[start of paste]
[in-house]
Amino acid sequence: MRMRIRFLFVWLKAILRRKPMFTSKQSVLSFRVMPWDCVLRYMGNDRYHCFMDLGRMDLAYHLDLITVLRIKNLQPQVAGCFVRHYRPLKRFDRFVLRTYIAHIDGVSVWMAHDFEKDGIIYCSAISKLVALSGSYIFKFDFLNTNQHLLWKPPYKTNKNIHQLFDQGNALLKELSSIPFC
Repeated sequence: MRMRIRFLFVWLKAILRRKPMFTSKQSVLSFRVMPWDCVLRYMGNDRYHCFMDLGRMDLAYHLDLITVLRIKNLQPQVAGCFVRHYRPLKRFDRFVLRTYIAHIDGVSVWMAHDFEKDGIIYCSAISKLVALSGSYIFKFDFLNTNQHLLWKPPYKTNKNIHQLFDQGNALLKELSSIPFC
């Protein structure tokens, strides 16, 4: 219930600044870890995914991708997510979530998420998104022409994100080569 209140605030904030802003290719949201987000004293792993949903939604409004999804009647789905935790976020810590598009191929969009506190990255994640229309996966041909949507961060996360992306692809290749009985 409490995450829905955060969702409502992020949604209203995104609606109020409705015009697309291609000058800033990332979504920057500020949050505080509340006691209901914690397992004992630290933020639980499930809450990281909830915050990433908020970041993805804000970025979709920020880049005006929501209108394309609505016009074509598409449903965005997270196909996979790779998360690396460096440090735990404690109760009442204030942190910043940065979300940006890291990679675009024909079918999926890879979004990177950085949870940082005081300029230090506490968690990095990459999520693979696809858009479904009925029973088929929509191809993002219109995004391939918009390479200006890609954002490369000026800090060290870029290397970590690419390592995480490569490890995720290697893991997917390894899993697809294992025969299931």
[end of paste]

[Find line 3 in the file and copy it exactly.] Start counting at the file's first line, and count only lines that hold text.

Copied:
Repeated sequence: MRMRIRFLFVWLKAILRRKPMFTSKQSVLSFRVMPWDCVLRYMGNDRYHCFMDLGRMDLAYHLDLITVLRIKNLQPQVAGCFVRHYRPLKRFDRFVLRTYIAHIDGVSVWMAHDFEKDGIIYCSAISKLVALSGSYIFKFDFLNTNQHLLWKPPYKTNKNIHQLFDQGNALLKELSSIPFC